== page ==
The Shadow Master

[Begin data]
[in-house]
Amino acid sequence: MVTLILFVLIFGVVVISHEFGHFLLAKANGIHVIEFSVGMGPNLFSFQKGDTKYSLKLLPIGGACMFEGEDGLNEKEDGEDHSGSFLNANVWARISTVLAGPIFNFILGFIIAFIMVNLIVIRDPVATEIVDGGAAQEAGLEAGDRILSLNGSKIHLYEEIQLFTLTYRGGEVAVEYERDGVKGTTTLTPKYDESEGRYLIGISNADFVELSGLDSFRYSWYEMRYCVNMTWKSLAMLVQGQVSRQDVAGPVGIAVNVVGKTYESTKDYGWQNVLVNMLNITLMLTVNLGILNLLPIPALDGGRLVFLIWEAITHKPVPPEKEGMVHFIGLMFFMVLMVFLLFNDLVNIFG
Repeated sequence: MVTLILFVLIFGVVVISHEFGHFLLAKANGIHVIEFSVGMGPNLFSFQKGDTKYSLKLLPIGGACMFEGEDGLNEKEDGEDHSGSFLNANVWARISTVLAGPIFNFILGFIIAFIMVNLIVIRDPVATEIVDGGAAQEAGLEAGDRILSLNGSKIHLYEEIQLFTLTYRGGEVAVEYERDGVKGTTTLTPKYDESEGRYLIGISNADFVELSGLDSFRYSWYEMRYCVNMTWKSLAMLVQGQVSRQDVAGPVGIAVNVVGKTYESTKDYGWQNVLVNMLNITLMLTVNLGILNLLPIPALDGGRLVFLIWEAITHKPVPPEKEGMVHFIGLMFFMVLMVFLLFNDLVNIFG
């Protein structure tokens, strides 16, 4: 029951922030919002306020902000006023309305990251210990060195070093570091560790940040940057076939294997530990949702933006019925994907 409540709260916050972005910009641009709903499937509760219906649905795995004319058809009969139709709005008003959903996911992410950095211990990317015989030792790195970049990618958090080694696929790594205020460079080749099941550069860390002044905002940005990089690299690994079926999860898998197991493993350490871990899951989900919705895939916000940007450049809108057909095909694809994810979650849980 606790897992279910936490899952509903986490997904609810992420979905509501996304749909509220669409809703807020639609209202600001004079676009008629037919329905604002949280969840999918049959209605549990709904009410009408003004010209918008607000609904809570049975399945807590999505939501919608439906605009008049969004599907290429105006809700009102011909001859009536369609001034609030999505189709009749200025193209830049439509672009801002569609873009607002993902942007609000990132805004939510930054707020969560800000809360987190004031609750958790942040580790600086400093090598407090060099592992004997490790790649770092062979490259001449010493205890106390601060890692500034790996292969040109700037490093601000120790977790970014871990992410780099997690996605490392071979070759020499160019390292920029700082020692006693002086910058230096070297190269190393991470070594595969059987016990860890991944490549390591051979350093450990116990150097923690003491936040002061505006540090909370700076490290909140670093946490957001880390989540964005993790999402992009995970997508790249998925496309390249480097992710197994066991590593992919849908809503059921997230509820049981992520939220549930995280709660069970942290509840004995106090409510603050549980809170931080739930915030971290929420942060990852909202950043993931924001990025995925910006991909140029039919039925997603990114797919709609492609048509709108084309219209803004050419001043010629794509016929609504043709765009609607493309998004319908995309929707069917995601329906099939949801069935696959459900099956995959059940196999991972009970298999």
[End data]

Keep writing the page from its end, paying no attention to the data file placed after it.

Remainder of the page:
On July 15, 1945, Rembrandt’s 339th birthday, the Rijksmuseum in Amsterdam re-opened with the most emotionally charged exhibition in its history. Called “Weerzien der Meesters,” or “Reunion with the Masters,” the show gathered one hundred and seventy-five paintings that had spent the five years of the Occupation hidden in bunkers. During those five years, private collections were looted and museums stripped of their greatest works. For all the average person knew, these treasures, like so many others, had been stolen or destroyed in the Nazi terror. Now they were making a triumphant return to the center of Amsterdam. From The Hague came Fabritius’s little goldfinch, Potter’s big bull, Vermeer’s pearl earring. From Haarlem came the great Hals group portraits, which were displayed alongside the Rijksmuseum’s own collection — including, of course, the nation’s famous Rembrandts.  In 1939, with war looming, the huge Night Watch, eleven by fourteen feet, had been taken to a castle in North Holland, where it was stored in a vault of reinforced concrete. The location proved too dangerous. In 1940, when the Germans invaded, the masterpiece was covered with a canvas borrowed from a local farmer and hastily removed to a bunker in Castricum, closer to Amsterdam: a journey of fifty kilometers that took twelve hours. At one point, when an enemy plane appeared overhead, its escorts took refuge in neighboring fields, leaving the great painting alone in the middle of the road.  When it finally reached its destination, its caretakers discovered that it was too large for the entrance, and they had to roll it up. Finally, in 1942, it was taken to a special storage site near Maastricht, where it was kept in a limestone quarry, thirty-three meters underground. The director of the Frans Hals Museum, Henk Baard, recalled the scene: “Through the slow

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